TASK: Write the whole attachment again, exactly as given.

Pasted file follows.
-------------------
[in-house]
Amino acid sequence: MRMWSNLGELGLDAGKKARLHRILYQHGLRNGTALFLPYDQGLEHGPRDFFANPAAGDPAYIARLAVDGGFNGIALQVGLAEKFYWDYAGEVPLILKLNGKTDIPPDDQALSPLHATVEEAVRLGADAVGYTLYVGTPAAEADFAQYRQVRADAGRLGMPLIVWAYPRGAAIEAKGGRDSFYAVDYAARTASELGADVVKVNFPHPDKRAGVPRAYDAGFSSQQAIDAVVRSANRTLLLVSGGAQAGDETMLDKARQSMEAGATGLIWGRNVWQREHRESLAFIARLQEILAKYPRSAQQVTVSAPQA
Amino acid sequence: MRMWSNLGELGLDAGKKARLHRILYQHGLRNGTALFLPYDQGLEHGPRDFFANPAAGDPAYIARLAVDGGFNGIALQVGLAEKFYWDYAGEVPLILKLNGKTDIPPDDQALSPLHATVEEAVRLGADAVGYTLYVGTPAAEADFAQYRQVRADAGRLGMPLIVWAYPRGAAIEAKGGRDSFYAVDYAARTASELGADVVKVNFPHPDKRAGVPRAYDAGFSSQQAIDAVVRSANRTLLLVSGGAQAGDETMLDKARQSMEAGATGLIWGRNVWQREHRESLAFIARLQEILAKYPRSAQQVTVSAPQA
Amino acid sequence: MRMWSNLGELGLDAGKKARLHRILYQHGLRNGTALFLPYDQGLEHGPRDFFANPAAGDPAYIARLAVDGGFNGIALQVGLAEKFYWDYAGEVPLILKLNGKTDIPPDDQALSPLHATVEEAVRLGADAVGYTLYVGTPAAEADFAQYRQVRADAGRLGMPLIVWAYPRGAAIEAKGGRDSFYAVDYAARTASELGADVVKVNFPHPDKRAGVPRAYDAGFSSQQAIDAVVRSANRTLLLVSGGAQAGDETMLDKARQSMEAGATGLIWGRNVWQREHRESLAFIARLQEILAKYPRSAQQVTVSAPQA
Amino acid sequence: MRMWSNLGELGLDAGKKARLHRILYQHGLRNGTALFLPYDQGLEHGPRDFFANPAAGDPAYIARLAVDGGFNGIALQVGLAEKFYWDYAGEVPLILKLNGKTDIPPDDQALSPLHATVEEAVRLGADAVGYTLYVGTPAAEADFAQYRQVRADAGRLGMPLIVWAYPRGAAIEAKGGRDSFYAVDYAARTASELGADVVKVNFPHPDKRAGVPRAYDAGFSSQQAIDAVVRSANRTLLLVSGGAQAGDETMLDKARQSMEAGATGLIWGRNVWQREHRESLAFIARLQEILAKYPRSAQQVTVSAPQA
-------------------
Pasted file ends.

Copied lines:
[in-house]
Amino acid sequence: MRMWSNLGELGLDAGKKARLHRILYQHGLRNGTALFLPYDQGLEHGPRDFFANPAAGDPAYIARLAVDGGFNGIALQVGLAEKFYWDYAGEVPLILKLNGKTDIPPDDQALSPLHATVEEAVRLGADAVGYTLYVGTPAAEADFAQYRQVRADAGRLGMPLIVWAYPRGAAIEAKGGRDSFYAVDYAARTASELGADVVKVNFPHPDKRAGVPRAYDAGFSSQQAIDAVVRSANRTLLLVSGGAQAGDETMLDKARQSMEAGATGLIWGRNVWQREHRESLAFIARLQEILAKYPRSAQQVTVSAPQA
Amino acid sequence: MRMWSNLGELGLDAGKKARLHRILYQHGLRNGTALFLPYDQGLEHGPRDFFANPAAGDPAYIARLAVDGGFNGIALQVGLAEKFYWDYAGEVPLILKLNGKTDIPPDDQALSPLHATVEEAVRLGADAVGYTLYVGTPAAEADFAQYRQVRADAGRLGMPLIVWAYPRGAAIEAKGGRDSFYAVDYAARTASELGADVVKVNFPHPDKRAGVPRAYDAGFSSQQAIDAVVRSANRTLLLVSGGAQAGDETMLDKARQSMEAGATGLIWGRNVWQREHRESLAFIARLQEILAKYPRSAQQVTVSAPQA
Amino acid sequence: MRMWSNLGELGLDAGKKARLHRILYQHGLRNGTALFLPYDQGLEHGPRDFFANPAAGDPAYIARLAVDGGFNGIALQVGLAEKFYWDYAGEVPLILKLNGKTDIPPDDQALSPLHATVEEAVRLGADAVGYTLYVGTPAAEADFAQYRQVRADAGRLGMPLIVWAYPRGAAIEAKGGRDSFYAVDYAARTASELGADVVKVNFPHPDKRAGVPRAYDAGFSSQQAIDAVVRSANRTLLLVSGGAQAGDETMLDKARQSMEAGATGLIWGRNVWQREHRESLAFIARLQEILAKYPRSAQQVTVSAPQA
Amino acid sequence: MRMWSNLGELGLDAGKKARLHRILYQHGLRNGTALFLPYDQGLEHGPRDFFANPAAGDPAYIARLAVDGGFNGIALQVGLAEKFYWDYAGEVPLILKLNGKTDIPPDDQALSPLHATVEEAVRLGADAVGYTLYVGTPAAEADFAQYRQVRADAGRLGMPLIVWAYPRGAAIEAKGGRDSFYAVDYAARTASELGADVVKVNFPHPDKRAGVPRAYDAGFSSQQAIDAVVRSANRTLLLVSGGAQAGDETMLDKARQSMEAGATGLIWGRNVWQREHRESLAFIARLQEILAKYPRSAQQVTVSAPQA